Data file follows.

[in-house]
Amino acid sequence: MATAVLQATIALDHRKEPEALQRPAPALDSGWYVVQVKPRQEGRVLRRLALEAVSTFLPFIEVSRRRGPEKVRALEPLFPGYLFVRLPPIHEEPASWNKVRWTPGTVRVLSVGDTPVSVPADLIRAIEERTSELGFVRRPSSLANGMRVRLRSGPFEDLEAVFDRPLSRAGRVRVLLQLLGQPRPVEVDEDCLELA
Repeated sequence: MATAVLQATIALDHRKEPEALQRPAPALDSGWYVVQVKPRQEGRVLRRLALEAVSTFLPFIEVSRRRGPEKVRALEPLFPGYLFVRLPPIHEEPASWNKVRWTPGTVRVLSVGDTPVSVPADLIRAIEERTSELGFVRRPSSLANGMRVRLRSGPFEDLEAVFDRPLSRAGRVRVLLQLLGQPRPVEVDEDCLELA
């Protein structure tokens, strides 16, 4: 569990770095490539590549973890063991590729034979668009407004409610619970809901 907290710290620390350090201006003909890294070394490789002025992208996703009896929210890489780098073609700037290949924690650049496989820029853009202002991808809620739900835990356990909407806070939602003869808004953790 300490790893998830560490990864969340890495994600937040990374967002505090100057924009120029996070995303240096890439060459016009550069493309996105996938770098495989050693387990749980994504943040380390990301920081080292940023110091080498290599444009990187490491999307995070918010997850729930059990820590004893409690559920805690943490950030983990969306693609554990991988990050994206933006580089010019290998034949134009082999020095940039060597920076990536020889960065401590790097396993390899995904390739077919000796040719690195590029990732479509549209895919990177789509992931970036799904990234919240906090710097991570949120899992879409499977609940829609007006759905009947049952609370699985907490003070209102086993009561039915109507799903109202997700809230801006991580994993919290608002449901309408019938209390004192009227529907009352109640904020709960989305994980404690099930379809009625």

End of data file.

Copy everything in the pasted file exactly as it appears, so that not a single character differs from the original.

[in-house]
Amino acid sequence: MATAVLQATIALDHRKEPEALQRPAPALDSGWYVVQVKPRQEGRVLRRLALEAVSTFLPFIEVSRRRGPEKVRALEPLFPGYLFVRLPPIHEEPASWNKVRWTPGTVRVLSVGDTPVSVPADLIRAIEERTSELGFVRRPSSLANGMRVRLRSGPFEDLEAVFDRPLSRAGRVRVLLQLLGQPRPVEVDEDCLELA
Repeated sequence: MATAVLQATIALDHRKEPEALQRPAPALDSGWYVVQVKPRQEGRVLRRLALEAVSTFLPFIEVSRRRGPEKVRALEPLFPGYLFVRLPPIHEEPASWNKVRWTPGTVRVLSVGDTPVSVPADLIRAIEERTSELGFVRRPSSLANGMRVRLRSGPFEDLEAVFDRPLSRAGRVRVLLQLLGQPRPVEVDEDCLELA
């Protein structure tokens, strides 16, 4: 569990770095490539590549973890063991590729034979668009407004409610619970809901 907290710290620390350090201006003909890294070394490789002025992208996703009896929210890489780098073609700037290949924690650049496989820029853009202002991808809620739900835990356990909407806070939602003869808004953790 300490790893998830560490990864969340890495994600937040990374967002505090100057924009120029996070995303240096890439060459016009550069493309996105996938770098495989050693387990749980994504943040380390990301920081080292940023110091080498290599444009990187490491999307995070918010997850729930059990820590004893409690559920805690943490950030983990969306693609554990991988990050994206933006580089010019290998034949134009082999020095940039060597920076990536020889960065401590790097396993390899995904390739077919000796040719690195590029990732479509549209895919990177789509992931970036799904990234919240906090710097991570949120899992879409499977609940829609007006759905009947049952609370699985907490003070209102086993009561039915109507799903109202997700809230801006991580994993919290608002449901309408019938209390004192009227529907009352109640904020709960989305994980404690099930379809009625």